Luke indicated that Jesus said that another slave came in (καὶ ὁ ἕτερος ἦλθεν) and said to this lord, nobleman (λέγων Κύριε), that he had saved his mina (ἰδοὺ ἡ μνᾶ σου). He had wrapped it up in a piece of cloth, a handkerchief or a napkin (ἣν εἶχον ἀποκειμένην ἐν σουδαρίῳ). Instead of trading with this money, he simply wrapped it up to keep it safe. There was something similar in Matthew, chapter 25:25, perhaps indicating a Q source. Unlike the first 2 slaves, this third slave did something else with his one talent. Jesus said this slave who had received one talent came forward to his master (προσελθὼν δὲ καὶ ὁ τὸ ἓν τάλαντον εἰληφὼς). However, this slave said that he was afraid (καὶ φοβηθεὶς), so he went and hid his talent in the ground (ἀπελθὼν ἔκρυψα τὸ τάλαντόν σου ἐν τῇ γῇ). Then he seemed happy to return this one talent back to his master. He said “Look! here it is (ἴδε ἔχεις τὸ σόν)!” He was glad to be rid of this burden of protecting this money from possible thieves or robbers. Sometimes people are too cautious, as they fear that they will lose something, as here in this parable story. Are you too cautious with your money?
Luke indicated that Jesus said that someone stronger than the armed strongman protecting his castle attacked him (πὰν δὲ ἰσχυρότερος αὐτοῦ ἐπελθὼν). This attacker overpowered this strong man (νικήσῃ αὐτόν). He would take away his trusted armor (τὴν πανοπλίαν αὐτοῦ αἴρει ἐφ’ ᾗ ἐπεποίθει). The new stronger one would then divide (διαδίδωσιν) and plunder (καὶ τὰ σκῦλα αὐτοῦ) this so-called original strong man. There is something similar to this in Mark, chapter 3:27, and Matthew, chapter 12:29. Mark had a reference to a strong man, probably Satan, who was overcome by another strong man, probably Jesus. The strong man must be tied up before anyone could plunder his house. Jesus, appeared to be giving advice on how to rob a house. No one would go into the house of a strong man to plunder, seize, snatch, or rob his property or goods without first tying up the strong man. Then one would indeed be able to plunder or totally rob his whole house. Matthew has a vague reference to Satan, the strong man, who was overcome by another strong man. Matthew seems to indicate that the strong man or Satan must be tied up, like in Mark, before anyone can plunder his house. How could you get into a strong man’s house? How could you rob his property? First, you had to tie up the strong man, before you could plunder or rob his house. Thus, Satan would have to be bound up before you could enter his house to rob him. Luke was a little vague on how this plunder was all going to come about, but it would happen. Has anybody ever tried to rob your house?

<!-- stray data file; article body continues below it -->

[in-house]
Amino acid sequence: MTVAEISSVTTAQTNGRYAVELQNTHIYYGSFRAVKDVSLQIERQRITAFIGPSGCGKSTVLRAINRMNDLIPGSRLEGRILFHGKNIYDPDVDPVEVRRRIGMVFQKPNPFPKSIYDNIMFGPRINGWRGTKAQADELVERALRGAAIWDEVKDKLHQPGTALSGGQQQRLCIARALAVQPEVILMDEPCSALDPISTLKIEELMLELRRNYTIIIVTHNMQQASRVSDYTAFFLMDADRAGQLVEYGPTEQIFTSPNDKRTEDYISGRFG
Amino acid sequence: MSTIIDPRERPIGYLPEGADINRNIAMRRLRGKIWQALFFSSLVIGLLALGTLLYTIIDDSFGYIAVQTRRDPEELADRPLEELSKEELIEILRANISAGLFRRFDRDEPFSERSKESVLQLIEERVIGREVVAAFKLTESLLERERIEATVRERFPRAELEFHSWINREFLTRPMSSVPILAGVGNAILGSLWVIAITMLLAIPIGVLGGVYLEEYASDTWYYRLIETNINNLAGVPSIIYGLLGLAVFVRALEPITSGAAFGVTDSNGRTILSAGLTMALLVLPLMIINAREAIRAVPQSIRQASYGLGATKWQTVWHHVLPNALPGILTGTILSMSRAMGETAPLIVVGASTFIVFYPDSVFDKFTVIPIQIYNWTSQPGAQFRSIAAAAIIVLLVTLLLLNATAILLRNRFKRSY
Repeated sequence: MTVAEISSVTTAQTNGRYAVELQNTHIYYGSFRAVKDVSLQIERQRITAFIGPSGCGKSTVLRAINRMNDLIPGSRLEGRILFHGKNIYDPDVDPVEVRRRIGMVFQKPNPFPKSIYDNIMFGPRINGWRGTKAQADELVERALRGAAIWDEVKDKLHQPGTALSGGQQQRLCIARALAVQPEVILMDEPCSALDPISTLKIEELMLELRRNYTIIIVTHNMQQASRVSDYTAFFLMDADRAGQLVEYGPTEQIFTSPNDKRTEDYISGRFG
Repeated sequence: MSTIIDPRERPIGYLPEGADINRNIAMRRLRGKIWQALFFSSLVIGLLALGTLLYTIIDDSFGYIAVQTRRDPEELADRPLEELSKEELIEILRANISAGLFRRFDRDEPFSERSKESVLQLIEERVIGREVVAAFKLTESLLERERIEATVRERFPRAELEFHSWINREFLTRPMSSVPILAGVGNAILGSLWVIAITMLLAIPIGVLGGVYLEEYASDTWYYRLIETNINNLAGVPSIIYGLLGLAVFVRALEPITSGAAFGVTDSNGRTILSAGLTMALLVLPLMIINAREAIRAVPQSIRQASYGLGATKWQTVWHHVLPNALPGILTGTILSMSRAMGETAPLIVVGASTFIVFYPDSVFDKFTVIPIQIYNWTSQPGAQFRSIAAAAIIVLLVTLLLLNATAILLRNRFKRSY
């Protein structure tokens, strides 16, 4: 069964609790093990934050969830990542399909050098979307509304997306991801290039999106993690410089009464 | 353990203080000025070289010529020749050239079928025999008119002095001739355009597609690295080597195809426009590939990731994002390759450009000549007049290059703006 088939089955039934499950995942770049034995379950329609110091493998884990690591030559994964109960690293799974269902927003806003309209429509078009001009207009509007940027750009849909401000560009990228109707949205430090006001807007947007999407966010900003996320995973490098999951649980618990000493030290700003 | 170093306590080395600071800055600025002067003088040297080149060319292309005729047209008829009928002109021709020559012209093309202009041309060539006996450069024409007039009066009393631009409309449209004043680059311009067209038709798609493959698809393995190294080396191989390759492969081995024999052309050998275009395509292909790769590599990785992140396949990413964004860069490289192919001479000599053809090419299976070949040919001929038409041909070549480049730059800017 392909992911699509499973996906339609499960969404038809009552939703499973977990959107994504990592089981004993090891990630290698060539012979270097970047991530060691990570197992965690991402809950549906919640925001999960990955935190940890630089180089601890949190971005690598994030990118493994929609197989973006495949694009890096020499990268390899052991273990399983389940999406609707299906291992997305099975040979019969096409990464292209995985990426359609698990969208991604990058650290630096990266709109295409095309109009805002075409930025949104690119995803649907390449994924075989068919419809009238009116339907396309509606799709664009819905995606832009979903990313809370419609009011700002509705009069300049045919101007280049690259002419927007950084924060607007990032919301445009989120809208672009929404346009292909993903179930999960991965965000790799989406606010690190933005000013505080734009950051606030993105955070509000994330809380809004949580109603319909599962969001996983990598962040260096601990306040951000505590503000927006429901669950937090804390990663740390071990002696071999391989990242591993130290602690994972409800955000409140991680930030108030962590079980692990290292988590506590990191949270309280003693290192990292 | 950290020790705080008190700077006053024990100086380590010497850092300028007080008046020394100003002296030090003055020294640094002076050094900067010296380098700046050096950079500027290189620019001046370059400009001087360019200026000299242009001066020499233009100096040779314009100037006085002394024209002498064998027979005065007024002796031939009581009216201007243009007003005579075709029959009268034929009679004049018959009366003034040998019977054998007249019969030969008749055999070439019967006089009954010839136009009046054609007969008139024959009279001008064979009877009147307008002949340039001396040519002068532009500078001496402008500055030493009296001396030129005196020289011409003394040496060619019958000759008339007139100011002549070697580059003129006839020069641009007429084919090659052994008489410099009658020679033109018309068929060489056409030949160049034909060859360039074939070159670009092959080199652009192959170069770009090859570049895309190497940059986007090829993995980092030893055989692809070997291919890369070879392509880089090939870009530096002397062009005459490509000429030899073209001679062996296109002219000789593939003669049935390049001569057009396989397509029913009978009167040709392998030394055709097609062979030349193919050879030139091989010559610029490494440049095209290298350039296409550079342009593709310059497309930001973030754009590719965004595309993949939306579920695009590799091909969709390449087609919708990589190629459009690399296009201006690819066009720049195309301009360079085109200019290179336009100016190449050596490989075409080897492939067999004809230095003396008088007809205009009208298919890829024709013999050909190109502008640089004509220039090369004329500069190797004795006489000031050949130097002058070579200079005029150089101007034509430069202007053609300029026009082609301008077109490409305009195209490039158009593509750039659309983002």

This parable is unique to Matthew, but there is something similar in Luke, chapter 19:20-21, where the slave had wrapped the money in a piece of cloth. This slave who had received one talent came forward to his master (προσελθὼν δὲ καὶ ὁ τὸ ἓν τάλαντον εἰληφὼς). He said to his master or lord (εἶπεν Κύριε) that he knew that his master was a harsh or hard man (ἔγνων σε ὅτι σκληρὸς εἶ ἄνθρωπος), because he would reap or harvest crops where he had not sown them (θερίζων ὅπου οὐκ ἔσπειρας). He even gathered crops where he had not scattered seeds (καὶ συνάγων ὅθεν οὐ διεσκόρπισας). Thus, this slave said that he was afraid (καὶ φοβηθεὶς), so he went and hid his talent in the ground (ἀπελθὼν ἔκρυψα τὸ τάλαντόν σου ἐν τῇ γῇ). Then he seemed happy to return this one talent worth $4,000,000 US back to his master, as he said “Look! here it is (ἴδε ἔχεις τὸ σόν)!” He was glad to be rid of this burden of protecting this money from possible thieves or robbers.
Yahweh will clearly be on their side. Yahweh was going to be like a lightning arrow. He was going to sound the trumpet for them to march forward. He was going to be like a whirlwind protecting them. Thus, they would devour their enemies and tread down the sling shot shooters. They would be so successful that they would drink the blood of their enemies like wine. Their bowls would be so drenched with blood that it would look like the corners of the sacrificial altars in the Temple.
Tyre had a mercenary army with people from Persia, Lydia (Lud), and Libya (Put). These were the mighty warriors of Tyre who hung their shields and helmets in Tyre to give the town more splendor. Within the town, guarding the walls, were the men from the Arvad island and Cilicia (Helech), a coastal town in Asia Minor. Meanwhile, the men of Cappadocia (Gamad) guarded the towers of Tyre. They kept their bow and arrows in the town. Thus the city of Tyre had an international army protecting it, inside and outside, to make it a thing of beauty.
A lot of the action took place in the valley of Hinnom, outside the walls of Jerusalem on this invasion day, where there was tumult, trampling, and confusion. The walls of Jerusalem came tumbling down. There was a cry for help that went out from the mountains, but it was not good enough. Elam, the Assyrians, used their bows and arrows. They had chariots and cavalry, while the Moabite mercenary men from Kir had shields. The beautiful valleys of Judah were full of these foreign chariots. Meanwhile, the Assyrian cavalry stood at the gates as Judah was no longer protecting Jerusalem.